Overall, rude comments on social media are painful to see – and even more painful to receive. I’m glad that you’re looking for ways to keep yourself and your congregation healthy. 

Grateful for you,


What We're Talking About – Recommendation of the Month!

Each month we will share some of our favorite wellbeing resources.

Resources & Key Information for May Mental Health Month:
Mental Health & COVID:
Re-Entry Anxiety articles:

New Resources

Each month we will link new resources we have created to support your wellbeing now and in the future. Be sure to bookmark or print these resources for easy reference.

This month, instead of releasing new resources, I encourage you to look back at some of the previously released resources in the section below and do some planning around Mental Health Month for May! There are great resources in the section above from Mental Health America and key mental health websites with current statistics on the Wellbeing website. Catch up on what you’ve missed to prepare for this upcoming season of transition for yourself, your congregations, and providing education around mental health. 

WE WANT YOU! Do you have a great resource we need to know about? We are compiling resource lists of virtual/in-person grief groups, therapists, spiritual directors, and clergy coaches. Also, we are building lists of recovery resource groups in each district, so if you know of great active AA/NA/CA/Celebrate Recovery groups (or any others) in your area, please share them with us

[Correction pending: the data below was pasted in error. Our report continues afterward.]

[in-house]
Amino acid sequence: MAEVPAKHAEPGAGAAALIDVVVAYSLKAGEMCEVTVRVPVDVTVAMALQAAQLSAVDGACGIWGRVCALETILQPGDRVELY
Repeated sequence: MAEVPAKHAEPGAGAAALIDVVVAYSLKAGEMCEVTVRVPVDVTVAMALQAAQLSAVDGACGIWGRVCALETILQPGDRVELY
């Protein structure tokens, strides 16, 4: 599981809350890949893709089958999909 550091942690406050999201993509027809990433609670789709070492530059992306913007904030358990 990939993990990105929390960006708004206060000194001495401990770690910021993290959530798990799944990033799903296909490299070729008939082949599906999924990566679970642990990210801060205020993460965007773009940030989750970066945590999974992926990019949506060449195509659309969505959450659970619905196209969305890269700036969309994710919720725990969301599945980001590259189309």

Previously Released Conference Resources

All resources can be found at any time on the NGUMC Wellbeing website.

Key Mental Health Websites
Ambiguous Loss Rituals
"A Weary World Rejoices" worship resources to help you take a Sunday off
Holiday Conversation Starters
Stages of Grief resource
Tips to Manage through the Holiday Season
A Walking Meditation guide 
Rest & Renewal Plan
Reflection Guide for Rest and Renewal
100 Self-Care Ideas 
A Moment of Reflection journal template 
Letter to SPRC Chairs (October 2020)
Crisis Hotline Numbers
How to Find a Therapist video
How to Find a Therapist guide
Recommended Podcasts

Season 2 of “Not Alone: Faith and Mental Health” Podcast

Want to keep talking about topics of wellbeing and how they fit into our faith journey? Join Rev. Michael McCord, Director of the Georgia UMCommission, Evan DeYoung, a campus minister, and Rev. Lindsay Geist, a licensed clinical social worker, as they walk together through a life of faith and wellbeing. Find Not Alone on your favorite podcast platform.

Apple Podcasts
Podcast homepage

Key Contact Numbers

For a printable list of Mental Health and Substance Use crisis numbers, click here.

Additionally, the Georgia COVID-19 Emotional Support Line (866-399-8938) assists callers needing emotional support or resource information as a result of the COVID-19 pandemic. The Emotional Support Line is staffed by volunteers, including mental health professionals and others who have received training in crisis counseling.
Rev. Lindsay Geist, MDiv, MSW, LCSW
Church Transition & Clinical Resource Specialist
North Georgia Conference of The United Methodist Church
Copyright © 2021 The North Georgia Conference of the United Methodist Church, All rights reserved.